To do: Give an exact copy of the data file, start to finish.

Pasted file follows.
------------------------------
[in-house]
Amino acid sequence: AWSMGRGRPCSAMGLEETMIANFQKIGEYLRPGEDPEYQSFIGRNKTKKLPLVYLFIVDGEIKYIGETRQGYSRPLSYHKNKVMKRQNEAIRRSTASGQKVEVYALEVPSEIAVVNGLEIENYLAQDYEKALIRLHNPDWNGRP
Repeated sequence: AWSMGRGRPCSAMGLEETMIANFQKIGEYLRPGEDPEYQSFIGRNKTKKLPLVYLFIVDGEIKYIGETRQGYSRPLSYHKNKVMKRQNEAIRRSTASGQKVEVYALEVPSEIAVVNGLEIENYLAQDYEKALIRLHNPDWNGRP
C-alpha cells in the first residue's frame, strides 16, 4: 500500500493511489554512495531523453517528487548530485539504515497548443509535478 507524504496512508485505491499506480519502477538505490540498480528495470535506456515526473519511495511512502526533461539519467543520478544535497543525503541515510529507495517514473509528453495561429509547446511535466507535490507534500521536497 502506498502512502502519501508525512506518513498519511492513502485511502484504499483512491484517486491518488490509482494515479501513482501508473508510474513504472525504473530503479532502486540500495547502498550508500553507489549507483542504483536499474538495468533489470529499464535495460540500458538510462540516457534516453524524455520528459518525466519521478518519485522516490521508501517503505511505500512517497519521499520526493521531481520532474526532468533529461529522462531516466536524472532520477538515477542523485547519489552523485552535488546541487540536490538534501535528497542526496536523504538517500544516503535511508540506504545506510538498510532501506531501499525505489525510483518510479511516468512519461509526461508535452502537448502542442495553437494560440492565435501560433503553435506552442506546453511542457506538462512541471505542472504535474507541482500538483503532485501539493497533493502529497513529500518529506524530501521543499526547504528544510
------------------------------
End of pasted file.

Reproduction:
[in-house]
Amino acid sequence: AWSMGRGRPCSAMGLEETMIANFQKIGEYLRPGEDPEYQSFIGRNKTKKLPLVYLFIVDGEIKYIGETRQGYSRPLSYHKNKVMKRQNEAIRRSTASGQKVEVYALEVPSEIAVVNGLEIENYLAQDYEKALIRLHNPDWNGRP
Repeated sequence: AWSMGRGRPCSAMGLEETMIANFQKIGEYLRPGEDPEYQSFIGRNKTKKLPLVYLFIVDGEIKYIGETRQGYSRPLSYHKNKVMKRQNEAIRRSTASGQKVEVYALEVPSEIAVVNGLEIENYLAQDYEKALIRLHNPDWNGRP
C-alpha cells in the first residue's frame, strides 16, 4: 500500500493511489554512495531523453517528487548530485539504515497548443509535478 507524504496512508485505491499506480519502477538505490540498480528495470535506456515526473519511495511512502526533461539519467543520478544535497543525503541515510529507495517514473509528453495561429509547446511535466507535490507534500521536497 502506498502512502502519501508525512506518513498519511492513502485511502484504499483512491484517486491518488490509482494515479501513482501508473508510474513504472525504473530503479532502486540500495547502498550508500553507489549507483542504483536499474538495468533489470529499464535495460540500458538510462540516457534516453524524455520528459518525466519521478518519485522516490521508501517503505511505500512517497519521499520526493521531481520532474526532468533529461529522462531516466536524472532520477538515477542523485547519489552523485552535488546541487540536490538534501535528497542526496536523504538517500544516503535511508540506504545506510538498510532501506531501499525505489525510483518510479511516468512519461509526461508535452502537448502542442495553437494560440492565435501560433503553435506552442506546453511542457506538462512541471505542472504535474507541482500538483503532485501539493497533493502529497513529500518529506524530501521543499526547504528544510